Oceans Unlimited

The Amazing Octopus

Photos: Gina Lusandi

It’s time to give you all an insight into another of our local residents. One that, at this time of year, is very frequently spotted, either squished into a hole or traveling across a reef, looking for its next target. One of the most fascinating creatures you may find is the Octopus. We have an abundance of them here in Manuel Antonio and they are spotted, this time of year, on many of the dives, but they are masters of camouflage and unless you know what you are looking for, you may miss them. With their ability to change color, it may look like a white blob on the reef, or if you’ve annoyed it and got too close, it may be flashing red. Not a good sign and not something we want to see as divers, as we like to interact with everything passively. So, to hopefully inspire you a little more, here are some interesting facts about the octopus.

Octopuses or octopi?

It is an ongoing debate about its official plural name as there are three choices in the world that you may have heard. Octopuses, Octopi, and Octopodes. What team are you on? Well, the correct plural is Octopuses. Octopuses may sound peculiar to some, but this is the preferred plural as stated in the English dictionary. If you want to know why exactly Octopi is not used, then hold onto your hats, here is the official explanation:

While “octopi” has become more popular and used, it’s wrong. This is because the letter “i” as a suffix to indicate a plural noun only applies to words with Latin roots. An example of this is Cactus, or “cacti” for more than one cactus. However, the word octopus has a Greek origin. This means actually, that the proper pluralization in this case would be “Octopodes”.

However, have you heard anyone using that? So, this particular word happens to employ a classic English way of pluralizing, and affixing a simple “es” at the end of octopus. Okay, wipe the sweat off your brow on that one. And Go Team Octopuses.

Octopuses have blue blood.

Yes, they do! Many octopuses live in the deep ocean. To be able to survive the colder water temperatures, their blood needs to be better at transporting oxygen, when there isn’t much around. To assist with this, they have evolved a copper rather than iron-based blood called hemocyanin, which makes their blood blue. One disadvantage though is that it makes them very sensitive to changes in acidity putting them at a greater risk of effects from climate change.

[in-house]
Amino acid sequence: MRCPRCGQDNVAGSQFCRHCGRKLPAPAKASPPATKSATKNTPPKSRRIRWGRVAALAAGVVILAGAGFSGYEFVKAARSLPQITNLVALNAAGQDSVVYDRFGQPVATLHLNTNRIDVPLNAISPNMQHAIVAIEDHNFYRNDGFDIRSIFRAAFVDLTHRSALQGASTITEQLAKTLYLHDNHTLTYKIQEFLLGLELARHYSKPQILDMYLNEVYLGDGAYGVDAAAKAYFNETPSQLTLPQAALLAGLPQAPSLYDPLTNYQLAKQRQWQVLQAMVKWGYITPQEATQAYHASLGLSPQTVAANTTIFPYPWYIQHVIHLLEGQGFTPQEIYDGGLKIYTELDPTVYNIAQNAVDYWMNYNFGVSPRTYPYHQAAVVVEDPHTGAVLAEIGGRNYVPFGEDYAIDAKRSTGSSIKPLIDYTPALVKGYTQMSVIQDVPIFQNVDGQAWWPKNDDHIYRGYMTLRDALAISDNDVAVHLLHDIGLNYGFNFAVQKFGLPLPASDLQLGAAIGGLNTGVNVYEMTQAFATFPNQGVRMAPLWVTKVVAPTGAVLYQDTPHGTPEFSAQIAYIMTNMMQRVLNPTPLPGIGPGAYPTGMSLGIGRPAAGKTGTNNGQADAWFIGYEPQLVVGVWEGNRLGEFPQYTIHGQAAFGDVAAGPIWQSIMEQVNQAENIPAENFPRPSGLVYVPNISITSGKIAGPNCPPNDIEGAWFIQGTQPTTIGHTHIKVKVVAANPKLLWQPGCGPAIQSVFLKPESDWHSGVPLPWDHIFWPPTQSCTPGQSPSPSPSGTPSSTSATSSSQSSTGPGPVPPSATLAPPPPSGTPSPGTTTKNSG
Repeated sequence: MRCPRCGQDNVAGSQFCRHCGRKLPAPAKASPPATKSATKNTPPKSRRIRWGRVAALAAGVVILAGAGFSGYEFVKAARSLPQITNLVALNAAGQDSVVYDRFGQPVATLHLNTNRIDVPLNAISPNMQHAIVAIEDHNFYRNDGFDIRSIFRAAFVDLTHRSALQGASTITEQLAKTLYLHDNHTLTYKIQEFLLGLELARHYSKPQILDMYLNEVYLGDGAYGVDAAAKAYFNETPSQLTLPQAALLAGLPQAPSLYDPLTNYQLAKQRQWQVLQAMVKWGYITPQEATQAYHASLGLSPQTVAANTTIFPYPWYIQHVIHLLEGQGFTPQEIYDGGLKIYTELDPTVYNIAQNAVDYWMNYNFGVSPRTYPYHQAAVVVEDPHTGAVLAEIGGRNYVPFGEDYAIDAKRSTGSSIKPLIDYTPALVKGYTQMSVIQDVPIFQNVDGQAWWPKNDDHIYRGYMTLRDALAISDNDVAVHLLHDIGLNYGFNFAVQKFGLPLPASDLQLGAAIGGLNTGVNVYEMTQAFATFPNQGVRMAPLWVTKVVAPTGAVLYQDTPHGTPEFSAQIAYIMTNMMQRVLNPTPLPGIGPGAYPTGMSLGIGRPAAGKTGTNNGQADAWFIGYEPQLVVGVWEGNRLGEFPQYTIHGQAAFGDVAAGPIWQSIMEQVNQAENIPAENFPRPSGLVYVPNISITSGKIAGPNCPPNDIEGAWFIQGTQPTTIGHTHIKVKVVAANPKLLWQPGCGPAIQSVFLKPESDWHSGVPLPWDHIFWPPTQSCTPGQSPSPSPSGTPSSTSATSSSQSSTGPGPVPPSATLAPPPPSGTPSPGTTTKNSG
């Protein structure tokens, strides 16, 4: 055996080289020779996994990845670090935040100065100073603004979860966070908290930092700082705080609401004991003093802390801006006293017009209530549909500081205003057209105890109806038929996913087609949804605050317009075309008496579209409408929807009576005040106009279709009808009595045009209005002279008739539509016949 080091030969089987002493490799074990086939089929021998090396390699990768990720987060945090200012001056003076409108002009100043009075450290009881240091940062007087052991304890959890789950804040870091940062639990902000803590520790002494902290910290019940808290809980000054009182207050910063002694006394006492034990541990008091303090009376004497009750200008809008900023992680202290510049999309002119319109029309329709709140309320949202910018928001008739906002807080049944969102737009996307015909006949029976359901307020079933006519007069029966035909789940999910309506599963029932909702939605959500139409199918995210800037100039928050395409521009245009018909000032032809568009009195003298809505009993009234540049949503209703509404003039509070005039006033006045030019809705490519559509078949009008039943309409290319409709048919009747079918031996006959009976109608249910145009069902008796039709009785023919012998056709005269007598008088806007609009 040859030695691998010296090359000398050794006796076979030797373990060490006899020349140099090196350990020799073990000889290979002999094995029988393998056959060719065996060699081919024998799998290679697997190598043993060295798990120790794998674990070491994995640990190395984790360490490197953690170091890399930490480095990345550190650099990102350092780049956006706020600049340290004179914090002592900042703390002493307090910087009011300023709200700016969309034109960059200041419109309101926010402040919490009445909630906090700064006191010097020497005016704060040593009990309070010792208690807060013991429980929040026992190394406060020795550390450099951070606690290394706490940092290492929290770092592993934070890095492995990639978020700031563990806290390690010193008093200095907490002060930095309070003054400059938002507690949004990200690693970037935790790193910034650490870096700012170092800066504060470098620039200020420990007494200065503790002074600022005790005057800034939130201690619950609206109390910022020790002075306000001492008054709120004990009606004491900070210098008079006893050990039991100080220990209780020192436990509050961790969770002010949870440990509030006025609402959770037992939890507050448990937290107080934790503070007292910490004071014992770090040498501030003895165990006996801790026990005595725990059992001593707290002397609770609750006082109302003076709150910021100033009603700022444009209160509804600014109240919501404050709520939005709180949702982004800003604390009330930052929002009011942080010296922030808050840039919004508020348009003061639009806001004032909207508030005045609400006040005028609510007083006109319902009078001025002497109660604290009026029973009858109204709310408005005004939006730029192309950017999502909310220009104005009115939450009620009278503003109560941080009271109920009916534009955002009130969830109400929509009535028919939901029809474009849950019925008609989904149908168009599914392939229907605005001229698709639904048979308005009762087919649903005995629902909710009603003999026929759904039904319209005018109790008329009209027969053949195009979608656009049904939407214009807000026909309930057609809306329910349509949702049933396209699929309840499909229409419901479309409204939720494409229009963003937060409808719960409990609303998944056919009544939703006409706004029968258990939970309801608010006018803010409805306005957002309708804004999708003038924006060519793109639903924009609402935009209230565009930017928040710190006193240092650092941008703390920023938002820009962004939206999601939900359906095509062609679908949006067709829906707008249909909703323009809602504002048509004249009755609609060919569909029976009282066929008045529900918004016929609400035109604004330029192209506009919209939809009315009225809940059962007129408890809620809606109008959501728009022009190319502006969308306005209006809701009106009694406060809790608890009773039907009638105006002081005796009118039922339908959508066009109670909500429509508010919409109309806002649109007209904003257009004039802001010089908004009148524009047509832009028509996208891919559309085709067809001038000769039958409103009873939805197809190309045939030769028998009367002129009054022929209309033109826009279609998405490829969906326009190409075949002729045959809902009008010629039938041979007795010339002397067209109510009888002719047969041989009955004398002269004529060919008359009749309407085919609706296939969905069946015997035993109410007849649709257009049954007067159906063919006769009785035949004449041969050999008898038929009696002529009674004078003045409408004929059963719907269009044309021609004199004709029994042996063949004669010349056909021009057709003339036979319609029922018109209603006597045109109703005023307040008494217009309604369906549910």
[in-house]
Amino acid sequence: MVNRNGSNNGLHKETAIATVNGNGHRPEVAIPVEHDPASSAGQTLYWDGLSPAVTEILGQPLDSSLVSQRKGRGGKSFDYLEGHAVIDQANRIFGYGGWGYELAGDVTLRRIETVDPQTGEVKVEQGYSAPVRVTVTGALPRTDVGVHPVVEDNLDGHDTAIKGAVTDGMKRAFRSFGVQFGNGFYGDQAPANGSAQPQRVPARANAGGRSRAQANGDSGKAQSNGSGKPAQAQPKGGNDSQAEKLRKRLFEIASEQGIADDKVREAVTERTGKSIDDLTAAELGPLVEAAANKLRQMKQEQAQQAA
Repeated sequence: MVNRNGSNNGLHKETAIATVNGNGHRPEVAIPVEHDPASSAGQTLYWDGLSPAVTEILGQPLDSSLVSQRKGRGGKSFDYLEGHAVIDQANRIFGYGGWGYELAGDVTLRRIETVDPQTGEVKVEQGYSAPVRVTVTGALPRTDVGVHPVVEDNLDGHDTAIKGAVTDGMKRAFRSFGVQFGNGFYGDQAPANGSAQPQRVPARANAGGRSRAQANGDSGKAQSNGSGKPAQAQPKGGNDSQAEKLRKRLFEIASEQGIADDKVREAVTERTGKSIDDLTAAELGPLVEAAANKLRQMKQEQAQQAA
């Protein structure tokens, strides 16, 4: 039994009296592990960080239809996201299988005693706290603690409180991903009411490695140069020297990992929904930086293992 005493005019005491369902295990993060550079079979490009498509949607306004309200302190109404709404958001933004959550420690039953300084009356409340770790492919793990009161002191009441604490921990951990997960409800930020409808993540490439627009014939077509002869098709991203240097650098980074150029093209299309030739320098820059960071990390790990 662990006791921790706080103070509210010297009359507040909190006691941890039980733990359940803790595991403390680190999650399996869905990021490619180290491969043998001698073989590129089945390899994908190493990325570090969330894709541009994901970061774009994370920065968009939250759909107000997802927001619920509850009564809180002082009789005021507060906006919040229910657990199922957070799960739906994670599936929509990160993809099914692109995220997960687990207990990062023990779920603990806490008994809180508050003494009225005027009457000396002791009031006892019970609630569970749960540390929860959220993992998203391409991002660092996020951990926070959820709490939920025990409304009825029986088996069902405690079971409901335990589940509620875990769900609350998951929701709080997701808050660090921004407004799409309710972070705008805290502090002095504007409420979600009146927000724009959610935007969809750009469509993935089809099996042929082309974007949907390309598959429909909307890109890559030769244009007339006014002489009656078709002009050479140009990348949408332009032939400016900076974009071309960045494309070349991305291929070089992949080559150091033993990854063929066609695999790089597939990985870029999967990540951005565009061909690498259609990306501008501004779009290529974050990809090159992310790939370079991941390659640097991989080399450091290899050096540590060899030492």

Octopus arms have a mind of their own.

Two-thirds of an octopus’ neurons reside in its arms, not its head. Neurons are nerve cells that send messages all over your body to allow you to do everything from breathing to talking, eating, walking, and thinking. Because of all of these Neurons in their arms, they can act very independently from the rest of their body. For example, one arm can open a shell while the other is checking out a hole. You may see a casual arm sticking out of a reef crevice as you swim by.

Octopuses can breathe and see through their skin.

Octopuses can sometimes be seen hunting for crabs on shore, but how do they breathe when they are out of the water? Their secret is cutaneous respiration; they breathe through their skin. Sometimes, 40% of their oxygen intake can come through their skin.

They can also see through their skin. They have special light-sensitive proteins which means they can sense changes in light. Their skin can’t see images as clearly as their eyes, but it’s pretty cool to think an octopus could stick an arm out of its hole and be able to tell if it’s day or night.

Octopuses are extremely smart.

The octopus possesses a greater brain for its body size than all other creatures and can perform many actions like tool usage and problem-solving. They have been seen to use tools underwater and, wild octopuses have also been shown to build little dens. They use stones to create sort of shields to protect the entrance to these dens. Octopuses have also been shown in experiments to solve mazes and complete tricky tasks to get food rewards. They’re also adept at getting themselves in and out of containers. This you can see around the reef, when they squeeze themselves into small holes and under ledges.

So, I hope reading through this you have learned something new and fascinating about the octopus. And if you haven’t seen one, maybe you should come and join us on one of our dives, They are not the easiest to spot, but once you see them, if they are out and about you can watch them for hours and really appreciate how awesome they are!

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